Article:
What Nebraska can do to make sure Washington listens to concerns about federally-subsidized health insurance policies that are supposed to begin next year was the subject of a public hearing before the Banking, Commerce and Insurance Committee Tuesday.
Starting January 1 of next year, people whose employers don’t offer insurance that meets federal standards of affordability and coverage will be eligible to get subsidized coverage on a so-called health insurance exchange. That’s the term for a marketplace used in the Affordable Care Act, or Obamacare.
Subsidies will be available on a sliding scale, for people with household incomes between the federal poverty level and four times that amount: For a family of three, that’s an income of between about $20,000 and $80,000 per year.
Gov. Dave Heineman decided last year to let the federal government operate the exchange in Nebraska, which he said would be cheaper than the state doing it.
To watch over that operation, Omaha Sen. Jeremy Nordquist said the state should form a 12-member commission, including representatives of consumers, business, health care, and rural areas. "
I firmly believe we should create this commission so that we have a voice in this process – the stakeholders have a voice – and it would ease the process of working side by side with the federal government as they create a new health insurance marketplace in Nebraska," Nordquist said.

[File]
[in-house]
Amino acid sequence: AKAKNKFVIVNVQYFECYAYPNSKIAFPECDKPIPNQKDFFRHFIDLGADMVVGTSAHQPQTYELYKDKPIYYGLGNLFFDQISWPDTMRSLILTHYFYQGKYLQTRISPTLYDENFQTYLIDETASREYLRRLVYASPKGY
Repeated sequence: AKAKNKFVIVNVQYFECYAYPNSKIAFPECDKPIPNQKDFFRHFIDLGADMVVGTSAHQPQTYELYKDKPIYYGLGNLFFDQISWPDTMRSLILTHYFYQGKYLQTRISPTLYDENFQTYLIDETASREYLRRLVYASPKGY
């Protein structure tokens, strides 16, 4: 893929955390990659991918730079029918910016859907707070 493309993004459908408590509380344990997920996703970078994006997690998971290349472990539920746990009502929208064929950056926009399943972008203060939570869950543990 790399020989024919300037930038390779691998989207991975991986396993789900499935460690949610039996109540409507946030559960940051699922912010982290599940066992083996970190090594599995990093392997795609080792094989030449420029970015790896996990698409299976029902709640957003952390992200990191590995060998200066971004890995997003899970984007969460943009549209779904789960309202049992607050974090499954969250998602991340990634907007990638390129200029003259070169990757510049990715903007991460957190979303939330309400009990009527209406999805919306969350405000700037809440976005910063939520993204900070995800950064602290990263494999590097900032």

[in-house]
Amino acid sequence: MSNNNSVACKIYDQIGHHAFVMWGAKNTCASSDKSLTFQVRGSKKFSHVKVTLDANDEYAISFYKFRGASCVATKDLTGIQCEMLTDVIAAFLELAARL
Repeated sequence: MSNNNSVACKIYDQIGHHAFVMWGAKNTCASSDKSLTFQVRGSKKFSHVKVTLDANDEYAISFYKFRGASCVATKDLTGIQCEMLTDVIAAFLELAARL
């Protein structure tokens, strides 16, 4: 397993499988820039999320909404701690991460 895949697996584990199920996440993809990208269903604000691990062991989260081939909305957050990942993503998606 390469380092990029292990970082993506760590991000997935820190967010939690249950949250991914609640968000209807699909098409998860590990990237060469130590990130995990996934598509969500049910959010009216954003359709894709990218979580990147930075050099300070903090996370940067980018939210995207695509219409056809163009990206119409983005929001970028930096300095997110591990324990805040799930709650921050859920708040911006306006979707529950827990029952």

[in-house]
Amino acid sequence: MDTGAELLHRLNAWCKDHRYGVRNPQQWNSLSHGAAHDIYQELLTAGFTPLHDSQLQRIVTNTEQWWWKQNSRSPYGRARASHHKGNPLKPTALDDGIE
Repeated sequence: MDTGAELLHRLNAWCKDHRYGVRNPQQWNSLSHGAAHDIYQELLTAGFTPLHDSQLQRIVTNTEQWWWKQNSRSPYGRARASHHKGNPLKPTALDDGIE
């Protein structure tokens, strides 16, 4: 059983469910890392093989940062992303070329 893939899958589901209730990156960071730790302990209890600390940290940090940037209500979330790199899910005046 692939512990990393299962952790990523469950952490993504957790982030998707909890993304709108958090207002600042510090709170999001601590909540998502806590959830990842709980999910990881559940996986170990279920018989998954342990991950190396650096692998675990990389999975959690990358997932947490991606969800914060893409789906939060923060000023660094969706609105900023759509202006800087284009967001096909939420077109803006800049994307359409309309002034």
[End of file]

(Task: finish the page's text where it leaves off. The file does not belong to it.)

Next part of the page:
By one estimate, more than 67,000 Nebraskans could get insurance from the exchange initially, rising to more than 230,000 during the next five years. There are also provisions to help businesses with fewer than 50 employees get insurance cheaper by pooling risks.
Jon Bailey of the Center for Rural Affairs says the uninsured, small businesses, and moderate income families are disproportionately concentrated in rural areas. To a large extent, Bailey said, "the health insurance exchanges are really meant for rural people. And so they have to work for rural areas, so it’s good to have a rural representative on this commission to bring out any issues, any problems, that rural people are facing."
No one spoke in opposition to the bill.
On another matter Tuesday, State Auditor Mike Foley released an audit that said the Nebraska Department of Health and Human Services failed to collect more than $1.8 million in federal funds the state was entitled to, between 1996 and 2006.
Because of what he called that "glaring error," Foley said state taxpayers paid extra for those programs in adoption assistance and other areas of child welfare.
In response, the Department said while it in no way minimizes the possible loss of any federal dollars, it now uses a better accounting system. It said it claimed and got $114.2 million of the $116 million federal dollars for which it was eligible in the 10 year period